Who are these budding journalists in this week’s nostalgia column?

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20 years ago...1992

SOLICITOR John Storer cheated death for the second time in a couple of years.

John, who was stabbed in his then-office at Ringrose and Co almost exactly two years’ previously, was recovering after several ‘frightening weeks’ of feeling desperately poorly. The 36-year-old lawyer had been suffering after a batch of illnesses including glandular fever, swelling on the brain and a serious lung disorder. But thankfully John was on the mend. “I tire easily but I’m getting stronger every day,” he said.

l THIEVES stole a trailer and tent from Stickney which was to be used by the girl guides. The theft hit plans by the 1st Stickney Guides to go on their camp at the end of their half-term week holiday, leading to their leader to publicly appeal for help from someone who could let them borrow a big tent.

l BUDDING reporters at Frithville Primary School were awarded a highly-commended certificate after entering a national newspaper competition. Four year six children, Michael Swift, James Holland, Dean Morrish (all 11) and Gemma Hollingsworth, 10, produced a 12-page newspaper the Frithville Fax and entered it for the Daily Telegraph’s school newspaper competition.

l BOSTON police and a traffic warden were led on a farcical chase after a bull dodged through traffic on John Adam’s Way after escaping from a cattle truck. The traffic warden tracked the animal from a safe distance to Broadfield Lane where there was a showdown with a police officer. After a Mexican-style stand-off, the officer made a strategic withdrawl while the bull took a late lunch by grazing in the garden of a home in King Street. But the bull had his taste of freedom cut short when his owner arrived and rounded him up.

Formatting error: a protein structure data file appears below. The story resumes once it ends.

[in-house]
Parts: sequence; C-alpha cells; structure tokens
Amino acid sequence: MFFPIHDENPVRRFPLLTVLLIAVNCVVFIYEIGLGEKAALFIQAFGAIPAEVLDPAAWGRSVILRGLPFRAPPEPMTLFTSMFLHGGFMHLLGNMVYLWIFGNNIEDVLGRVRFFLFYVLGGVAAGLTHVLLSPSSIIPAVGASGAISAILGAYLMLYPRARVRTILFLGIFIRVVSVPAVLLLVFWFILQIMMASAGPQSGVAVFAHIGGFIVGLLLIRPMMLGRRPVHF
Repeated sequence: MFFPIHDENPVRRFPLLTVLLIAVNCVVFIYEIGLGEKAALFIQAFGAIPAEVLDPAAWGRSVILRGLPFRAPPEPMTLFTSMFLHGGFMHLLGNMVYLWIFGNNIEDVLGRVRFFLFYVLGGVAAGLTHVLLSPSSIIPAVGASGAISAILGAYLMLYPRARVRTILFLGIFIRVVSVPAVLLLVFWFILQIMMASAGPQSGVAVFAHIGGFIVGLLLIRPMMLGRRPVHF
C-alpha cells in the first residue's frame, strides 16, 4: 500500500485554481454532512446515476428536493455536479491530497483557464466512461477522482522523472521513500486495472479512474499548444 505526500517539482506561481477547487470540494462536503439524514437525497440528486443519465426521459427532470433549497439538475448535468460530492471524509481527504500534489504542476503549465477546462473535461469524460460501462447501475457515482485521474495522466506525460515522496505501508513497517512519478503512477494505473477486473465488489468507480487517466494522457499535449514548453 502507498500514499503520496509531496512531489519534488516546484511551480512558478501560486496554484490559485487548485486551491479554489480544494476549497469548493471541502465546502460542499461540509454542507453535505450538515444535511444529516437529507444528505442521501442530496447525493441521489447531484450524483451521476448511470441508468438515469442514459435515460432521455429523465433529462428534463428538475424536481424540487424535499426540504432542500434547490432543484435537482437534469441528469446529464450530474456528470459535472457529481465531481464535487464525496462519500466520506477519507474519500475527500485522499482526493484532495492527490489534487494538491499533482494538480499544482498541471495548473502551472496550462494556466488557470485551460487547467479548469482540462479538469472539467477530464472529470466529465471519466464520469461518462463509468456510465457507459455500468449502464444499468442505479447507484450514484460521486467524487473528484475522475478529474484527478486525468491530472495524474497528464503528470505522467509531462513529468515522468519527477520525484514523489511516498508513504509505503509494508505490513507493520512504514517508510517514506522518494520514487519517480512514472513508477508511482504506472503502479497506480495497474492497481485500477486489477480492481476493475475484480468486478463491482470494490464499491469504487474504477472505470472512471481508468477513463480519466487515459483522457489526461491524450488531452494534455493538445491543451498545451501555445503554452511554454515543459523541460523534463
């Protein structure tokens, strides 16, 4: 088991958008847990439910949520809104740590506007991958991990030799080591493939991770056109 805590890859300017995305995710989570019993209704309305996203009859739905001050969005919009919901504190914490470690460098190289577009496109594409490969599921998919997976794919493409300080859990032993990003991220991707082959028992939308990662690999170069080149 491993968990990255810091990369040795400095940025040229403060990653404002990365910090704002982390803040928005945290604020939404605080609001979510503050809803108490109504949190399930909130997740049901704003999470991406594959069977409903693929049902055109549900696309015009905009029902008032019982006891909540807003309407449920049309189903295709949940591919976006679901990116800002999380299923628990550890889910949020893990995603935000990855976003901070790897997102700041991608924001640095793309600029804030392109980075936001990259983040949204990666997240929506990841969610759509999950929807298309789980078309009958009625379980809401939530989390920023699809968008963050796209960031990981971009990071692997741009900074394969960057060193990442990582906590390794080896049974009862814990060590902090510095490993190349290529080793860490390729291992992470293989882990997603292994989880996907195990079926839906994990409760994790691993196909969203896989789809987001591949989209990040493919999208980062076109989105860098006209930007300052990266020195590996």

PICTURED: Michael Swift, back, James Holland and Dean Morrish who, with Gemma Hollingsworth (not pictured), produced the commended school newspaper the Frithville Fax.

30 years ago...1982

KATE Foster and Richard Hawes were awarded Pub Entertainer of the Year for their act Snoops Country Duo.

They were voted just one point ahead of solo singer Kate St Clair, who was in fact, Kate Foster.

The couple who ran the Sounds Western shop, in High Street, Boston, were also voted the most versatile group and the best dressed group.

l SOME 400 people crammed into the Assembly Rooms on a Saturday afternoon to see Boston Modelling Club’s sixth annual show and open day. This was the first time the show had been held in the town centre after being moved from the Peter Paine Sports Centre in a bid to attract more visitors. But because the numbers were so huge on the day, the club were not able to put on their usual flying displays.

l IT WAS a case of ‘Lassie go home’ for a collie dog found wandering around Donington, apparently left abandoned by his owners. The dog, with receptionist Joanne Stopper, was taken to Boston vets Callaghan and Wallier and was being looked after at a home which was to become permanent if his owners did not claim him.

l KATE Foster and Richard Hawes won the Pub Entertainer of the year award for their act Snoops Country Duo.